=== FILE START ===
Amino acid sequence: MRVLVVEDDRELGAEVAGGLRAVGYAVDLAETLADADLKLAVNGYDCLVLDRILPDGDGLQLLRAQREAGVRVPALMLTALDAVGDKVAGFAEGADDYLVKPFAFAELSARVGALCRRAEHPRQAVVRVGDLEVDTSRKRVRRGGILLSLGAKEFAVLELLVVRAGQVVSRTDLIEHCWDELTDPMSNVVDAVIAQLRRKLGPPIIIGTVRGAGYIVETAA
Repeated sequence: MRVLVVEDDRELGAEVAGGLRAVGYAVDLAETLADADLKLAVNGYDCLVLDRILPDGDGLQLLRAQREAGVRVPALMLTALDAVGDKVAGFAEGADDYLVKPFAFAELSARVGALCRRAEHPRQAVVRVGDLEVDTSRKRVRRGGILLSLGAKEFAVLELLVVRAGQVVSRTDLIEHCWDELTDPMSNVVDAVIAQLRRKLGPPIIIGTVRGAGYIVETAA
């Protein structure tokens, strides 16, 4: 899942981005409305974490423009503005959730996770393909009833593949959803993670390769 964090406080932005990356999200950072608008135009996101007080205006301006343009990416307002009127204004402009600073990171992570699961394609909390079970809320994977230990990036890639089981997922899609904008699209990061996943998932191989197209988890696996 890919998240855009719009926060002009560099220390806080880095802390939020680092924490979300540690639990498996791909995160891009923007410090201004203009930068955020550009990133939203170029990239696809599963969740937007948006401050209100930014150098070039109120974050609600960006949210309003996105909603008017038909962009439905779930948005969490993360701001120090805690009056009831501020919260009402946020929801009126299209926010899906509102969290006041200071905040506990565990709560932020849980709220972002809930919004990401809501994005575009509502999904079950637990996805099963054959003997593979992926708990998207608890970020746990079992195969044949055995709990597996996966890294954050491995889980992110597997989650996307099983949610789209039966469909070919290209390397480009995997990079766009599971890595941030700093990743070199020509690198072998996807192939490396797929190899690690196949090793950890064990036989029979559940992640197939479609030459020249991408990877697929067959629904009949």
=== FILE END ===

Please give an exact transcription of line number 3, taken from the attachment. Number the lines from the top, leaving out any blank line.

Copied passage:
């Protein structure tokens, strides 16, 4: 899942981005409305974490423009503005959730996770393909009833593949959803993670390769 964090406080932005990356999200950072608008135009996101007080205006301006343009990416307002009127204004402009600073990171992570699961394609909390079970809320994977230990990036890639089981997922899609904008699209990061996943998932191989197209988890696996 890919998240855009719009926060002009560099220390806080880095802390939020680092924490979300540690639990498996791909995160891009923007410090201004203009930068955020550009990133939203170029990239696809599963969740937007948006401050209100930014150098070039109120974050609600960006949210309003996105909603008017038909962009439905779930948005969490993360701001120090805690009056009831501020919260009402946020929801009126299209926010899906509102969290006041200071905040506990565990709560932020849980709220972002809930919004990401809501994005575009509502999904079950637990996805099963054959003997593979992926708990998207608890970020746990079992195969044949055995709990597996996966890294954050491995889980992110597997989650996307099983949610789209039966469909070919290209390397480009995997990079766009599971890595941030700093990743070199020509690198072998996807192939490396797929190899690690196949090793950890064990036989029979559940992640197939479609030459020249991408990877697929067959629904009949």